Density functional Theory Based Generalized Effective Fragment Potential Method (Postprint)
Interim rept. 28 Mar 2013-3 Jun 2014
GENERAL DYNAMICS INFORMATION TECHNOLOGY INC DAYTON OH
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We present a generalized Kohn-Sham KS density functional theory DFT based effective fragment potential EFP2-DFT method for the treatment of solvent effects. Similar to the original Hartree-Fock HF based potential with fitted parameters for water EFP1 and the generalized HF based potential EFP2-HF, EFP2-DFT includes electrostatic, exchange-repulsion, polarization, and dispersion potentials, which are generated for a chosen DFT functional for a given isolated molecule. The method does not have fitted parameters, except for implicit parameters within a chosen functional and the dispersion correction to the potential. The electrostatic potential is modeled with a multipolar expansion at each atomic center and bond midpoint using Stones distributed multipolar analysis. The exchange-repulsion potential between two fragments is composed of the overlap and kinetic energy integrals and the nondiagonal KS matrices in the localized molecular orbital basis. The polarization potential is derived from the static molecular polarizability. The dispersion potential includes the intermolecular D3 dispersion correction of Grimme et al. J. Chem. Phys. 132, 154104 2010. The potential generated from the CAMB3LYP functional has mean unsigned errors MUEs with respect to results from coupled cluster singles, doubles, and perturbative triples with a complete basis set limit CCSDTCBS extrapolation, of 1.7, 2.2, 2.0, and 0.5 kcalmol, for the S22, water-benzene clusters, water clusters, and n-alkane dimers benchmark sets, respectively. The corresponding EFP2-HF errors for the respective benchmarks are 2.41, 3.1, 1.8, and 2.5 kcalmol. Thus, the new EFP2-DFT-D3 method with the CAMB3LYP functional provides comparable or improved results at lower computational cost and, therefore, extends the range of applicability of EFP2 to larger system sizes.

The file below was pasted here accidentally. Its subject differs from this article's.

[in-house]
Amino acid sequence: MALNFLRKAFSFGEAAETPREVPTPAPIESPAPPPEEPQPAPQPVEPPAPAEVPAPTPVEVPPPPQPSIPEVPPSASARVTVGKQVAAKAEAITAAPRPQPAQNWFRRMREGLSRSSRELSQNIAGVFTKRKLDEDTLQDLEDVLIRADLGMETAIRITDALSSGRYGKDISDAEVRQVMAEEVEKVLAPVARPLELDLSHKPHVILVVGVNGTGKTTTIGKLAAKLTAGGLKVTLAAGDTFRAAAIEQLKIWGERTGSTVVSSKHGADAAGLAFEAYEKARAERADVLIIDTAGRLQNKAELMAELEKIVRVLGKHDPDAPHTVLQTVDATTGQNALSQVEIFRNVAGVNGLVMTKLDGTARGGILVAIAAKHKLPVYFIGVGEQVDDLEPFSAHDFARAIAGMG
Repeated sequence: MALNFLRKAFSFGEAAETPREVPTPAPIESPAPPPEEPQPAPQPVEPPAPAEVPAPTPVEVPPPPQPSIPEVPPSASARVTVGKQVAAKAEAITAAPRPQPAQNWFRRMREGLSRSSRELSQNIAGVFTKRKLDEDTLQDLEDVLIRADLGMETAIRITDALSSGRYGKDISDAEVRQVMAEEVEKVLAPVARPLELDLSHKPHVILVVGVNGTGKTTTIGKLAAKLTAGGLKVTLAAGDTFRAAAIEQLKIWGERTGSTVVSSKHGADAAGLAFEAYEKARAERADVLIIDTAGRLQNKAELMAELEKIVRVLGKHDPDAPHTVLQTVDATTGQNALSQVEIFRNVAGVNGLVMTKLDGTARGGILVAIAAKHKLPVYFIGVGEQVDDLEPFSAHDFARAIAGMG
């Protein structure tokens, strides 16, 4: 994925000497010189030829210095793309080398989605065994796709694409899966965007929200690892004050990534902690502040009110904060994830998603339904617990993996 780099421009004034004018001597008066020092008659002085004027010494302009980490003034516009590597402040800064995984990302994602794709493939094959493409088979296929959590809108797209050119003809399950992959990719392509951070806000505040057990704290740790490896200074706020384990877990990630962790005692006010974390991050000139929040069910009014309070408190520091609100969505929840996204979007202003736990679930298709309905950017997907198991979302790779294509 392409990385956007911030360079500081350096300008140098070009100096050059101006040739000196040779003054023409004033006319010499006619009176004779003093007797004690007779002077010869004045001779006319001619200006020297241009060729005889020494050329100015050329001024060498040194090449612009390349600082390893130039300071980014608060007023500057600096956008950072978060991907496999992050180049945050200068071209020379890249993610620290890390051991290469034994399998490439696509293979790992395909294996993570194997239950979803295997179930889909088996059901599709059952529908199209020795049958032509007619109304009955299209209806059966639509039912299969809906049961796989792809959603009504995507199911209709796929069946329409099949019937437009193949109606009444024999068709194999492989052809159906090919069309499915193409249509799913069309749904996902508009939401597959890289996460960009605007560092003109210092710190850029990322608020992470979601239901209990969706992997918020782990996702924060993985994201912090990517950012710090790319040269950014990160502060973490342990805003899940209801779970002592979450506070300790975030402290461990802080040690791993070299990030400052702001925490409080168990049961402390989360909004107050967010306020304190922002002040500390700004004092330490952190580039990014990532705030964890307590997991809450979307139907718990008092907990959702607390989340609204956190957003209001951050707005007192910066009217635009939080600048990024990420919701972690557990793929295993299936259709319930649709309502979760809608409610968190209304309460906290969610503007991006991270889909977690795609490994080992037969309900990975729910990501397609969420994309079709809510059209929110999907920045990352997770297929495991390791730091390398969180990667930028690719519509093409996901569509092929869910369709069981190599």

- Physical Chemistry
- Operations Research
- Atomic and Molecular Physics and Spectroscopy